Essentially make sure that your long-term goals are divisible and achievable by small individual acts. Rather than investing your time and energy on a once in a lifetime splurge. And you might as well have fun while you are doing it!

Beware a botched border

A botched border will be bad for all .

It’s the EU that wants the wall not us – and I wish that our politicians pointed this out more often. The UK and Ireland governments have made great strides in trying to reach a settlement for Northern Ireland and this could unravel  if the  EU are not pragmatic in their approach to the Northern Ireland.

In some recent coverage on the radio along the Northern Irish border there was lots of talk of not wanting the return of the “watchtowers” and the “troops” along the border as we had during “The Troubles” between 1968-1998.

And what irks me about this is two-fold – firstly the UK voting to leave the EU  does not mean we have to put up a military presence along the NI border. The Troubles are long  over and many of the reasons for having the military border have gone.

The second reason and the most important of the two – if the EU insists on a hard border it will not have been imposed by the British, but by the EU. There is not a lot of support for this anywhere in Ireland and the UK government should continue allow Irish citizens to pass freely into the UK,  as they have been able to do so.

Imagine  a scenario where the UK keeps the border much as it is now  – open. And the EU build a customs border on their side. It would not be the UK causing security and customs delays. Instead it will be the EU forcing a border on the Irish mainland. Irish haulers and government would then have to lobby/petition at an EU level to remove the log jam of goods crossing into UK and back again. In this situation the UK position at an EU level would be weaker and we would have to allow the Irish to do our bidding.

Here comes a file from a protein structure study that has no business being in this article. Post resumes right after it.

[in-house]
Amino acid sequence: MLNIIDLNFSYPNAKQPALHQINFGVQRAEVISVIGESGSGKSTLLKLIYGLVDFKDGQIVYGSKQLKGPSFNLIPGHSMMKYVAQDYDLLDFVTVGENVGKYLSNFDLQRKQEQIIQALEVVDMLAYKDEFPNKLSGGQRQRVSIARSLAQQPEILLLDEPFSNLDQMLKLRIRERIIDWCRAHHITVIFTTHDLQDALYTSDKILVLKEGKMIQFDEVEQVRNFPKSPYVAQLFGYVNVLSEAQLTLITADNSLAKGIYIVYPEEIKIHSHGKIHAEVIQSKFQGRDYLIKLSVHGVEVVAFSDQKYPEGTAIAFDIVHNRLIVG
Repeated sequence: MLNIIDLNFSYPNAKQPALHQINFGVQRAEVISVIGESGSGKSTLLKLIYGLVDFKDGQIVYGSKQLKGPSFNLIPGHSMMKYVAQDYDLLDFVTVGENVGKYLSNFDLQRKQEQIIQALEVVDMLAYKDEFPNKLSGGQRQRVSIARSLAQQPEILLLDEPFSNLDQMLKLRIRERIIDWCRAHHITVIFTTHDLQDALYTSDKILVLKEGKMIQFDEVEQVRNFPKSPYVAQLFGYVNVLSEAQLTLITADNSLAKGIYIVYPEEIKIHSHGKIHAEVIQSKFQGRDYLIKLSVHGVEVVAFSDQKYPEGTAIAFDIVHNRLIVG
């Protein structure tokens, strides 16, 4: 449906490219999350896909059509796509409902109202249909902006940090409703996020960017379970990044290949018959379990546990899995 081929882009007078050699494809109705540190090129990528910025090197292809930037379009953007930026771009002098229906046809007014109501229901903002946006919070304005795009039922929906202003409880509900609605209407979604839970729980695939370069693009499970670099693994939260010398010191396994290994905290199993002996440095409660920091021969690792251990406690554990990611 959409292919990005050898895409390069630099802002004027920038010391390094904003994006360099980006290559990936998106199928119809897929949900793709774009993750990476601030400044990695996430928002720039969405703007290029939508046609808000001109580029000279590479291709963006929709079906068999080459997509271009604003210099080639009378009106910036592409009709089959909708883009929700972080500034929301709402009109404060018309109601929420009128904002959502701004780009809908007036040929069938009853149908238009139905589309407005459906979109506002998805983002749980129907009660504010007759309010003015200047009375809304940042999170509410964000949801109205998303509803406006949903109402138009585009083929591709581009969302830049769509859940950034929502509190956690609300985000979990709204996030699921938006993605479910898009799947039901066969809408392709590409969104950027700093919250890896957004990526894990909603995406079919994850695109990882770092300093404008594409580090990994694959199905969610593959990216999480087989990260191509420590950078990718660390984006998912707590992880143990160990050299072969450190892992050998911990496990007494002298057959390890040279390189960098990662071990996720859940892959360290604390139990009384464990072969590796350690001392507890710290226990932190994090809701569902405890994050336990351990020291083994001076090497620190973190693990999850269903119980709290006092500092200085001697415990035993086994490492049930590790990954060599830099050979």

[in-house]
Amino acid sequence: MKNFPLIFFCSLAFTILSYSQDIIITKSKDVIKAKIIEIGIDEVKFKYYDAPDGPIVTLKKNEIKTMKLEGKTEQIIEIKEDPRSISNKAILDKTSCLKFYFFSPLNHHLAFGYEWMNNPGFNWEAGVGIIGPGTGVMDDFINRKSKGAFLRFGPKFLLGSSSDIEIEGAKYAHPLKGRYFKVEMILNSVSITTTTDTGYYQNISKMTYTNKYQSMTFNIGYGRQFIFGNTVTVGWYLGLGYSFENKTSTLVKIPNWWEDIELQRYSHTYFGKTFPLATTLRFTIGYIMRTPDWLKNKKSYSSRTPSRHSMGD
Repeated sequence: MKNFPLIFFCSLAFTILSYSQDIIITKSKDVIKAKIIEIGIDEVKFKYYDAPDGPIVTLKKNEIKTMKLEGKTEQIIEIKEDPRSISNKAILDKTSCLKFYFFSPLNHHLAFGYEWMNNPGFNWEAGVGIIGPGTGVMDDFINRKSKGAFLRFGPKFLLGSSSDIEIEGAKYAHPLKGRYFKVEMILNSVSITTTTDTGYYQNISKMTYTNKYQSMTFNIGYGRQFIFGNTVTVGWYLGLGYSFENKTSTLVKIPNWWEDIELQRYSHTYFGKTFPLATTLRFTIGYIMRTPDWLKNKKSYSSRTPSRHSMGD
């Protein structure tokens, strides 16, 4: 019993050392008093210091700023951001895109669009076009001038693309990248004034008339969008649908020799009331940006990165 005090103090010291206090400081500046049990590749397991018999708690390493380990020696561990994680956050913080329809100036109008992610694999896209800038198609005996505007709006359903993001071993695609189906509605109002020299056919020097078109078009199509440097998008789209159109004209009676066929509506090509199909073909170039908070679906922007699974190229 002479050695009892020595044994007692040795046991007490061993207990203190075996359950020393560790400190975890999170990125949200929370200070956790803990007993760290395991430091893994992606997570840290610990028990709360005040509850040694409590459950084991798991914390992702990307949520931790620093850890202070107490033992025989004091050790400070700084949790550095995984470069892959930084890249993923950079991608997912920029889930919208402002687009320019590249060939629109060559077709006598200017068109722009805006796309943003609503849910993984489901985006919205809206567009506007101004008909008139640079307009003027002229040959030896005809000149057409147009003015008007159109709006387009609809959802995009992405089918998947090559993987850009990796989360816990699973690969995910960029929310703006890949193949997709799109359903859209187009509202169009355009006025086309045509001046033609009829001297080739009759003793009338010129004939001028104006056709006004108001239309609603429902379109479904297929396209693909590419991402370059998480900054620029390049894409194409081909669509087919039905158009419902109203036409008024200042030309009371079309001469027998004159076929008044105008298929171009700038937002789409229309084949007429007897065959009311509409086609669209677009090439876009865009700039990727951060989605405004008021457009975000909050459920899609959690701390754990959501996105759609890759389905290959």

The EU fears by keeping an open border between themselves and the UK , that goods from let’s say, America,  could creep into the EU. The UK could simply mandate that all products be labelled as made in the USA like we do already , and then simply let the consumer choose. If they want beer made in Germany with a Texan steak who are we to get in their way ? If free trade is good across the EU then why is it any worse if  we just extend that boundary to include the globe ?

This logic reveals the EU for what it really is, an intra-nation free trade area with a common tariff  border to the rest of the world. As opposed to an international free trade area .

The British and Irish governments have long had a common travel area (CTA) which allows for easy movement of people dating back to 1925 – well before the creation of the EU. Therefore is no reason why an agreement could not be reached on goods crossing the border now.  Electronic customs solutions for goods already exist,  adopting blockchain technology could be used to ensure that there is an accurate record of what has crossed the border. There is no point in re-inventing the wheel for customs clearances , we should adopt technology in lieu of border bureaucrats.

There is nothing that stops the EU making an exception in this case . Such exceptions are already in place along border between Norway and Sweden, and the border between Germany and Switzerland. Both of these borders have components which could be incorporated into creating a no border situation. Not only would this be helpful for NI, but the UK as a whole. Any solution used by the UK and the EU could always be used a template for other accession countries or be used with other nations who want to trade with the EU bloc but want to avoid political entanglements.

As final thought, replacing my economics hat with a political one, we have to consider the actors and their intentions. The border could well be used by Politicians on both sides as a stalking horse.

The Irish could demand that they will forgo a border as long as NI adheres to the same regulatory standards as the Irish have. This would mean that the EU has a border inside of the UK. I doubt that Westminster would go for that. But for the Irish government this would be a win as it would bring NI closer into their sphere of influence; perhaps even realising their dream of a united Ireland again.

On the UK side the threat to build a wall may well force the Irish government to compel  the EU negotiating team to give concessions such as passporting for financial services or generous access to single market etc.

Perhaps this is the real reason that power is not going back to the NI assembly – maybe an ace up May’s sleeve.

First published on stopflyingtheflag.com.